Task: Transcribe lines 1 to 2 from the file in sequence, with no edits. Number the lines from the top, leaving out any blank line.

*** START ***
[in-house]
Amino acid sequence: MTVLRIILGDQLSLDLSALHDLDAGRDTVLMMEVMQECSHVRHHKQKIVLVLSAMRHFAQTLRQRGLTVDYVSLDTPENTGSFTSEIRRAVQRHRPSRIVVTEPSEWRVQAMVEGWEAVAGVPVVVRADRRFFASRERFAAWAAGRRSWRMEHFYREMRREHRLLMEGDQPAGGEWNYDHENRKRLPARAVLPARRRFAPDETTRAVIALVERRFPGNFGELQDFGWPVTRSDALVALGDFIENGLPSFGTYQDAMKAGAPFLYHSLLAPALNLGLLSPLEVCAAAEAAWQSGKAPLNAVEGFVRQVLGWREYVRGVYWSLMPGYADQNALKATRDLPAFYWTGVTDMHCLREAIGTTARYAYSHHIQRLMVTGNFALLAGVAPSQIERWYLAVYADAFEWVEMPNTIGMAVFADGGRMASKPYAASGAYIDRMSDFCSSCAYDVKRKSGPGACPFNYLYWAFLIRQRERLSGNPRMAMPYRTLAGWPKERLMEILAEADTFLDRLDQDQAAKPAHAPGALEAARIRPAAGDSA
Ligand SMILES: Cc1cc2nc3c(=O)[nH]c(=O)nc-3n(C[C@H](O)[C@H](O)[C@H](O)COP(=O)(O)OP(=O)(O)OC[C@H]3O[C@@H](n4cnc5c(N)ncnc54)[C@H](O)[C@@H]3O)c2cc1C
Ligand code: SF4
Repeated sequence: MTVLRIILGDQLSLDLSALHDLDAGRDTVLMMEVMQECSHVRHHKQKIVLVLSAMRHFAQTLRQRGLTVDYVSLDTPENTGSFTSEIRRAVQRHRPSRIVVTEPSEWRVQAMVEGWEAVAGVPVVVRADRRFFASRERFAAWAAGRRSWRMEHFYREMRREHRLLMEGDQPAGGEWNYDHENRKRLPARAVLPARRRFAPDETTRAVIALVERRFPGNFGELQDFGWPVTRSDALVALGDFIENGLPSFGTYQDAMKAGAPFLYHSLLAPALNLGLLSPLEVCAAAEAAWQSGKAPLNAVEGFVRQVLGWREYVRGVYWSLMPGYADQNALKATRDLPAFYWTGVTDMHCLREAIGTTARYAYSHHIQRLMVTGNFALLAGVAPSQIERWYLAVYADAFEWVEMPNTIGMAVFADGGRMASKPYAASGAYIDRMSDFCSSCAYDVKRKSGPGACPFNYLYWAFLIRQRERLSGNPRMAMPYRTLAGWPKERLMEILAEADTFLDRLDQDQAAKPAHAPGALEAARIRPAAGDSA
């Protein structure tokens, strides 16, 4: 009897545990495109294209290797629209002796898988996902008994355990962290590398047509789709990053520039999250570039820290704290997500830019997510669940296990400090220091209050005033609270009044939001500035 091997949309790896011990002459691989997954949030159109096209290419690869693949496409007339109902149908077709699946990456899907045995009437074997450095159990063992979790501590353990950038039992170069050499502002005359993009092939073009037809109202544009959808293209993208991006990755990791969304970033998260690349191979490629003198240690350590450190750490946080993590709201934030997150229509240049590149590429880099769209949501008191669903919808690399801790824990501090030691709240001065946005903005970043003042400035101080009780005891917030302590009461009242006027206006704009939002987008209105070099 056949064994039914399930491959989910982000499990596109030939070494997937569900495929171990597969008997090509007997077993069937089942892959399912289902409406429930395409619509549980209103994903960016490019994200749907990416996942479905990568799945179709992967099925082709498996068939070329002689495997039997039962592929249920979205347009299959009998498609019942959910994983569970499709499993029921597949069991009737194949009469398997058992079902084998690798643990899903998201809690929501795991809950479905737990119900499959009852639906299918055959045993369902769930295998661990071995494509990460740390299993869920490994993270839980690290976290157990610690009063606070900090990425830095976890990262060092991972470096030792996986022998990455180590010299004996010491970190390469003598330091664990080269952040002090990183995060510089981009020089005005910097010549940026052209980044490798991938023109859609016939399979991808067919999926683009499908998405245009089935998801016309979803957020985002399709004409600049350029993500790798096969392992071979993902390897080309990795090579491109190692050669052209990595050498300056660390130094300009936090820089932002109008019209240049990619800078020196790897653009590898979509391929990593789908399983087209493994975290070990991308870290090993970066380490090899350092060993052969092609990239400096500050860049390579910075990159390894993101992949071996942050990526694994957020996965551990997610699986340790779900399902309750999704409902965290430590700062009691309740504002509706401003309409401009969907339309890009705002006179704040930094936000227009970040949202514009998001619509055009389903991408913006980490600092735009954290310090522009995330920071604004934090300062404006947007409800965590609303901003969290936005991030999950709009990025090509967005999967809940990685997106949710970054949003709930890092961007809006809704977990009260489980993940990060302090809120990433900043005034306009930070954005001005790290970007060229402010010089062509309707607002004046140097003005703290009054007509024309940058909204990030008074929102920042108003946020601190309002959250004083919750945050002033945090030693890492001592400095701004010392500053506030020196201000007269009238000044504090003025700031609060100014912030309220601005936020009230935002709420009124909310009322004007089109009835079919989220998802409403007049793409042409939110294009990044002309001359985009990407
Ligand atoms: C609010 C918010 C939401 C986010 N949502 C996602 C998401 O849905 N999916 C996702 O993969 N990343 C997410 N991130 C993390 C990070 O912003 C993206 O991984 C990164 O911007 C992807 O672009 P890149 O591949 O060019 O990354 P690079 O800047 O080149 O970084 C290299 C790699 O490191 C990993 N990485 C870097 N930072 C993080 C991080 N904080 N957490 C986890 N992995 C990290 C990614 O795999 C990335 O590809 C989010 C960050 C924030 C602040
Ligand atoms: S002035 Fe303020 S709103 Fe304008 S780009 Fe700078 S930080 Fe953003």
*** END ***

[in-house]
Amino acid sequence: MTVLRIILGDQLSLDLSALHDLDAGRDTVLMMEVMQECSHVRHHKQKIVLVLSAMRHFAQTLRQRGLTVDYVSLDTPENTGSFTSEIRRAVQRHRPSRIVVTEPSEWRVQAMVEGWEAVAGVPVVVRADRRFFASRERFAAWAAGRRSWRMEHFYREMRREHRLLMEGDQPAGGEWNYDHENRKRLPARAVLPARRRFAPDETTRAVIALVERRFPGNFGELQDFGWPVTRSDALVALGDFIENGLPSFGTYQDAMKAGAPFLYHSLLAPALNLGLLSPLEVCAAAEAAWQSGKAPLNAVEGFVRQVLGWREYVRGVYWSLMPGYADQNALKATRDLPAFYWTGVTDMHCLREAIGTTARYAYSHHIQRLMVTGNFALLAGVAPSQIERWYLAVYADAFEWVEMPNTIGMAVFADGGRMASKPYAASGAYIDRMSDFCSSCAYDVKRKSGPGACPFNYLYWAFLIRQRERLSGNPRMAMPYRTLAGWPKERLMEILAEADTFLDRLDQDQAAKPAHAPGALEAARIRPAAGDSA